314 F2d 881 Yeargain v. United States

314 F.2d 881

Robert Darrell YEARGAIN, Appellant,
v.
UNITED STATES of America, Appellee.

No. 18186.

United States Court of Appeals Ninth Circuit.

March 11, 1963.

John F. Bremer, Downey, Cal., for appellant.

Francis C. Whelan, U. S. Atty., Thomas R. Sheridan, Asst. U. S. Atty., Chief, Criminal Section, and A. Robert Throckmorton, Asst. U. S. Atty., Los Angeles, Cal., for appellee.

Before BARNES and JERTBERG, Circuit Judges, and PENCE, District Judge.

PER CURIAM.

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1

Appellant appeals from a conviction by the trial court of two counts of violating Section 4721 of Title 18 United States Code, uttering counterfeit money. It is undisputed that the money passed in each instance was counterfeit. While some question of identification of the appellant as the "passer" was made below, that point, decided adversely to appellant, is not raised on appeal.

The primary question raised is this:

2

Is the fact appellant testified he "washed" a counterfeit $20 bill (a statement proved false by expert testimony, if the expert was believed) sufficient to permit the jury to infer a guilty knowledge on the part of appellant that the bills were counterfeit, i. e., that he had an intent to defraud?

3

We hold this was a question of fact to be determined by the trier of fact; a determination we will not disturb. Sandez v. United States, 9 Cir., 1956, 239 F.2d 239. We must view the evidence and all inferences to be drawn therefrom in the light most favorable to the government. Glasser v. United States, 1942, 315 U.S. 60, 62 S.Ct. 457, 86 L.Ed. 680; C-O-Two Fire Equip. Co. v. United States, 9 Cir., 1952, 197 F.2d 489, certiorari denied 344 U.S. 892, 73 S.Ct. 211, 97 L.Ed. 690.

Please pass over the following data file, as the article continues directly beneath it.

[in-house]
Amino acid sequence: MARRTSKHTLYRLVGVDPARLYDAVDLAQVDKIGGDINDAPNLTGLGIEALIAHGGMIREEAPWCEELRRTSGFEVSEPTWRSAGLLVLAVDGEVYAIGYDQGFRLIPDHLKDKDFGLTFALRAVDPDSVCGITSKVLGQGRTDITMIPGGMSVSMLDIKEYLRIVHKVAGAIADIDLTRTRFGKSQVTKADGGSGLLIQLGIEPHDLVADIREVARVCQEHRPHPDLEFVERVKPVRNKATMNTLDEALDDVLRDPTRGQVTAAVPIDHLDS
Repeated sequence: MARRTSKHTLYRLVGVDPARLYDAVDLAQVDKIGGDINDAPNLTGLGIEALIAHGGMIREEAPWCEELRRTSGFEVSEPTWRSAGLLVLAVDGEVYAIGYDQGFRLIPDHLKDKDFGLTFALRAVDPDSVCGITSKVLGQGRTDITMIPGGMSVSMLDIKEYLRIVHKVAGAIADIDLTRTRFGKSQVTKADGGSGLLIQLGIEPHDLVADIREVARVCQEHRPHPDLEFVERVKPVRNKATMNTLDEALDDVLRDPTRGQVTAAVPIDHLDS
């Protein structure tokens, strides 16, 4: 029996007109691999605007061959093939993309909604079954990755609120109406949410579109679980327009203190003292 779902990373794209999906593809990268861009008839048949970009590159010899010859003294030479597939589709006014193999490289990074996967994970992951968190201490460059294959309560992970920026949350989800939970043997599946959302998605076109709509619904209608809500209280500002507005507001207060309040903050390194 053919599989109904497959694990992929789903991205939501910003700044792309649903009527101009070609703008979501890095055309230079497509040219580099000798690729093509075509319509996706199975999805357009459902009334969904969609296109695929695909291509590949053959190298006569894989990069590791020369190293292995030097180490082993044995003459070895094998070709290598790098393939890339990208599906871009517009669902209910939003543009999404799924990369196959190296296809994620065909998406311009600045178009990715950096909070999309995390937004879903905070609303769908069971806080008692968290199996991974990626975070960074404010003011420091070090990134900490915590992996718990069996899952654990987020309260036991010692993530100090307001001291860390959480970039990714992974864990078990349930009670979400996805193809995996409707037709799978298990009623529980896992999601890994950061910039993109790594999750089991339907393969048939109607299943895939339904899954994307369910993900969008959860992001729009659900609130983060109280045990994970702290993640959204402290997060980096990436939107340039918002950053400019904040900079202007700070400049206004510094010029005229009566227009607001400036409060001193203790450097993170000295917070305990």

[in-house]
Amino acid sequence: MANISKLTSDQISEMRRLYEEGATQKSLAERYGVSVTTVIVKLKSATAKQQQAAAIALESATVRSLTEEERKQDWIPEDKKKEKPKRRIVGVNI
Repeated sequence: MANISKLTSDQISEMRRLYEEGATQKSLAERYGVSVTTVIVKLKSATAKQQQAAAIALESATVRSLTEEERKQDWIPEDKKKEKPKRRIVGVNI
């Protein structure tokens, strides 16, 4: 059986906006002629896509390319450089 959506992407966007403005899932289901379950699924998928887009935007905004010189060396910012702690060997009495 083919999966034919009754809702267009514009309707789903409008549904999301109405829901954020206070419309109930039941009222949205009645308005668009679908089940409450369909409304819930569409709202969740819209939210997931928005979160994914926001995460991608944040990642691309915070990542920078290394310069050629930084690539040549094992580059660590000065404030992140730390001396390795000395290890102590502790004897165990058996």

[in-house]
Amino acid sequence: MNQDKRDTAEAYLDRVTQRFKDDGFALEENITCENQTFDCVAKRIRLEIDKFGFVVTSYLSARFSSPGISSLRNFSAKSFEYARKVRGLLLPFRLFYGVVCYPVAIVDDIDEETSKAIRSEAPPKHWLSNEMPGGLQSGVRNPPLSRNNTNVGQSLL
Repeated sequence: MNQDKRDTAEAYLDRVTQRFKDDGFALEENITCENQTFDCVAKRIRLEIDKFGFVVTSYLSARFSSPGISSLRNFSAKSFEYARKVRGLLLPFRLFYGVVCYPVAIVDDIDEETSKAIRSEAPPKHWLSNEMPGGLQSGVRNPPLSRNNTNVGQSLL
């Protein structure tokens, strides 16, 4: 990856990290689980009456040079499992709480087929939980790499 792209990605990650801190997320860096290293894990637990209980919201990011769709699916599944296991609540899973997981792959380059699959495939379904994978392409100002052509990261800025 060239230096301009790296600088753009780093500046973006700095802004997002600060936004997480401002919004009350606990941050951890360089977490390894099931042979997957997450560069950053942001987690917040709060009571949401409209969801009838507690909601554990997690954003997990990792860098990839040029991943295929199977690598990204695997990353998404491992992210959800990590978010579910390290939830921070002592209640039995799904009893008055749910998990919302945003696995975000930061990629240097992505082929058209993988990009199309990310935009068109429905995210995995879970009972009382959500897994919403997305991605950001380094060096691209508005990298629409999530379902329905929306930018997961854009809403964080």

4

A second and secondary question raised is whether the trial court erred in granting two but denying three of the five items requested in a Bill of Particulars.

5

Items 1 and 2, plus the indictment returned, informed appellant as to (1) the denominations of the two bills; (2) that they were Federal Reserve Notes; (3) the date of passing; (4) the exact time of day; and (5) the state, county, city and exact street location where each bill was allegedly passed.

6

Denied to appellant were the names of the persons receiving the bills, and the time and place where those who received the bills first "became aware" or "discovered" the bills were counterfeit. Eleven days before trial the government advised appellant's counsel who the recipient of each bill was.

7

The purpose of a bill of particulars is to protect a defendant against a second prosecution for an inadequately described offense, and enable him to prepare an intelligent defense. Remmer v. United States, 9 Cir., 1953, 205 F.2d 277, 281. A defendant is not entitled to know all the evidence the government intends to produce, but only the theory of the government's case. Remmer v. United States, supra, p. 282; United States v. Caserta, 3 Cir., 1952, 199 F.2d 905.

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8

The granting or refusal to grant the bill of particulars is a matter within the sound discretion of the trial court. Wong Tai v. United States, 1927, 273 U. S. 77, 47 S.Ct. 300, 71 L.Ed. 545; Rodella v. United States, 9 Cir., 1960, 286 F.2d 306, 310, certiorari denied 365 U.S. 889, 81 S.Ct. 1042, 6 L.Ed.2d 199.

9

Its function is not to provide a defendant with names of government witnesses. Duke v. United States, 9 Cir., 1958, 255 F.2d 721, 729.

10

Appellant's substantial rights were not prejudiced, and no showing of surprise was made at the trial, nor any continuance asked. Williams v. United States, 9 Cir., 1961, 289 F.2d 598; Schino v. United States, 9 Cir., 1954, 209 F.2d 67, 69-70.

11

A reading of the entire transcript clearly indicates appellant received a fair trial. No error has been established.

12

The convictions are Affirmed.

Notes:

1

"§ 472Uttering counterfeit obligations or securities

"Whoever, with intent to defraud, passes, utters, publishes, or sells, or attempts to pass, utter, publish, or sell, or with like intent brings into the United States or keeps in possession or conceals any falsely made, forged, counterfeited, or altered obligation or other security of the United States, shall be fined not more than $5,000 or imprisoned not more than fifteen years, or both."